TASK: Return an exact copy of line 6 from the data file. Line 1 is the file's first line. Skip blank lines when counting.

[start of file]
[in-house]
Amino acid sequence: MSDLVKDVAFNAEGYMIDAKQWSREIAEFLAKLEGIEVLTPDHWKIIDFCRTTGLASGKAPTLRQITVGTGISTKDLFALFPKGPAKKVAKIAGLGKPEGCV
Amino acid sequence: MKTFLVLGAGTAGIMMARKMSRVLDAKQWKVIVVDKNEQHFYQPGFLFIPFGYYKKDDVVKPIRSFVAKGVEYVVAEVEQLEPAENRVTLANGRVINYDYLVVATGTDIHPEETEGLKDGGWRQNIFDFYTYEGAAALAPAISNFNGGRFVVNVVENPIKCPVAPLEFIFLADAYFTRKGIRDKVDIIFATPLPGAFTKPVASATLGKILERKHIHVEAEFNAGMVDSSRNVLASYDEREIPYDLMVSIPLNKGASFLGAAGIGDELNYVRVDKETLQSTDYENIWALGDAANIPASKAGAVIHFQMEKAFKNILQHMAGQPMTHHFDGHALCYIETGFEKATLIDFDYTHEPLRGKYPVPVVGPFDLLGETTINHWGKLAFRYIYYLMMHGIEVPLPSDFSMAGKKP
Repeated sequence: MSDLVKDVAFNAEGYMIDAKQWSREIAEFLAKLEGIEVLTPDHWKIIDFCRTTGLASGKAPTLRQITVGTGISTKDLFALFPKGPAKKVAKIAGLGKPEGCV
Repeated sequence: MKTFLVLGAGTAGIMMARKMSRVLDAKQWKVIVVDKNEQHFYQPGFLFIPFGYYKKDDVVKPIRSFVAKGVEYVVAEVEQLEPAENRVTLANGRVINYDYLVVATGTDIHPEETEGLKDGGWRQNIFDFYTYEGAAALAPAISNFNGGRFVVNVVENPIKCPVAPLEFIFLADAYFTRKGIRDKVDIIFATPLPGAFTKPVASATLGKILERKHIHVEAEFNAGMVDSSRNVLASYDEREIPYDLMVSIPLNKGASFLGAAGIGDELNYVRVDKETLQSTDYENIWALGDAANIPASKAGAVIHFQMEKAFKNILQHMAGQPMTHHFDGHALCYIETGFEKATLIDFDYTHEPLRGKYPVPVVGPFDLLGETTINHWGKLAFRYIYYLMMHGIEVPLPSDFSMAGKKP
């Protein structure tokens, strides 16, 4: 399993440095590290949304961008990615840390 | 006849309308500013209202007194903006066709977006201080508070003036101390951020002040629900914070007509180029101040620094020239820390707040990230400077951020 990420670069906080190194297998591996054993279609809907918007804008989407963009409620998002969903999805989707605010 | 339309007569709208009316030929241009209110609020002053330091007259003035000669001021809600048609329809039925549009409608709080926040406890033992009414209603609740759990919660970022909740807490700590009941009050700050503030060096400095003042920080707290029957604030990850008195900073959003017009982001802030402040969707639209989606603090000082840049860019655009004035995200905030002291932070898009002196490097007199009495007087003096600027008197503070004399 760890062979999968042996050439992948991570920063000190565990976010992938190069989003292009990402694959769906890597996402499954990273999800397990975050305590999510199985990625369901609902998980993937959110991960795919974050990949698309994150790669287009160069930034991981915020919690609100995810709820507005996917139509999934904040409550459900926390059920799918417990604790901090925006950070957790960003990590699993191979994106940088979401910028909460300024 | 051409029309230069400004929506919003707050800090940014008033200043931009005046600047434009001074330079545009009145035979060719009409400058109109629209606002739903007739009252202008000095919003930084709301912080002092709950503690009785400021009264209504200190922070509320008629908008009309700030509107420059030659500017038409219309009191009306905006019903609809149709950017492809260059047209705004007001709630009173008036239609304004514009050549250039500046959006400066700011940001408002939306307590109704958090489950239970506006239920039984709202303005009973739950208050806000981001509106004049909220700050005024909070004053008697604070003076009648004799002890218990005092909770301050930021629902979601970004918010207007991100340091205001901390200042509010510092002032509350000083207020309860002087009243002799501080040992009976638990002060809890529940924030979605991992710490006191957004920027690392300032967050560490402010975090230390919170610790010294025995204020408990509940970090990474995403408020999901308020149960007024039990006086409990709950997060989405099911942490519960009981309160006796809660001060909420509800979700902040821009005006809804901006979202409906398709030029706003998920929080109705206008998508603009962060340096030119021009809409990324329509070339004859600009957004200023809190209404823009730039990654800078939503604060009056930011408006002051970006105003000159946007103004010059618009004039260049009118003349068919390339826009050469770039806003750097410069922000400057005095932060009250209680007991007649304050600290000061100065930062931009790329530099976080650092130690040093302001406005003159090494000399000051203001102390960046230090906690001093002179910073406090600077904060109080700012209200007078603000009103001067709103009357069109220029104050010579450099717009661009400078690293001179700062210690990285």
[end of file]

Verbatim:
């Protein structure tokens, strides 16, 4: 399993440095590290949304961008990615840390 | 006849309308500013209202007194903006066709977006201080508070003036101390951020002040629900914070007509180029101040620094020239820390707040990230400077951020 990420670069906080190194297998591996054993279609809907918007804008989407963009409620998002969903999805989707605010 | 339309007569709208009316030929241009209110609020002053330091007259003035000669001021809600048609329809039925549009409608709080926040406890033992009414209603609740759990919660970022909740807490700590009941009050700050503030060096400095003042920080707290029957604030990850008195900073959003017009982001802030402040969707639209989606603090000082840049860019655009004035995200905030002291932070898009002196490097007199009495007087003096600027008197503070004399 760890062979999968042996050439992948991570920063000190565990976010992938190069989003292009990402694959769906890597996402499954990273999800397990975050305590999510199985990625369901609902998980993937959110991960795919974050990949698309994150790669287009160069930034991981915020919690609100995810709820507005996917139509999934904040409550459900926390059920799918417990604790901090925006950070957790960003990590699993191979994106940088979401910028909460300024 | 051409029309230069400004929506919003707050800090940014008033200043931009005046600047434009001074330079545009009145035979060719009409400058109109629209606002739903007739009252202008000095919003930084709301912080002092709950503690009785400021009264209504200190922070509320008629908008009309700030509107420059030659500017038409219309009191009306905006019903609809149709950017492809260059047209705004007001709630009173008036239609304004514009050549250039500046959006400066700011940001408002939306307590109704958090489950239970506006239920039984709202303005009973739950208050806000981001509106004049909220700050005024909070004053008697604070003076009648004799002890218990005092909770301050930021629902979601970004918010207007991100340091205001901390200042509010510092002032509350000083207020309860002087009243002799501080040992009976638990002060809890529940924030979605991992710490006191957004920027690392300032967050560490402010975090230390919170610790010294025995204020408990509940970090990474995403408020999901308020149960007024039990006086409990709950997060989405099911942490519960009981309160006796809660001060909420509800979700902040821009005006809804901006979202409906398709030029706003998920929080109705206008998508603009962060340096030119021009809409990324329509070339004859600009957004200023809190209404823009730039990654800078939503604060009056930011408006002051970006105003000159946007103004010059618009004039260049009118003349068919390339826009050469770039806003750097410069922000400057005095932060009250209680007991007649304050600290000061100065930062931009790329530099976080650092130690040093302001406005003159090494000399000051203001102390960046230090906690001093002179910073406090600077904060109080700012209200007078603000009103001067709103009357069109220029104050010579450099717009661009400078690293001179700062210690990285």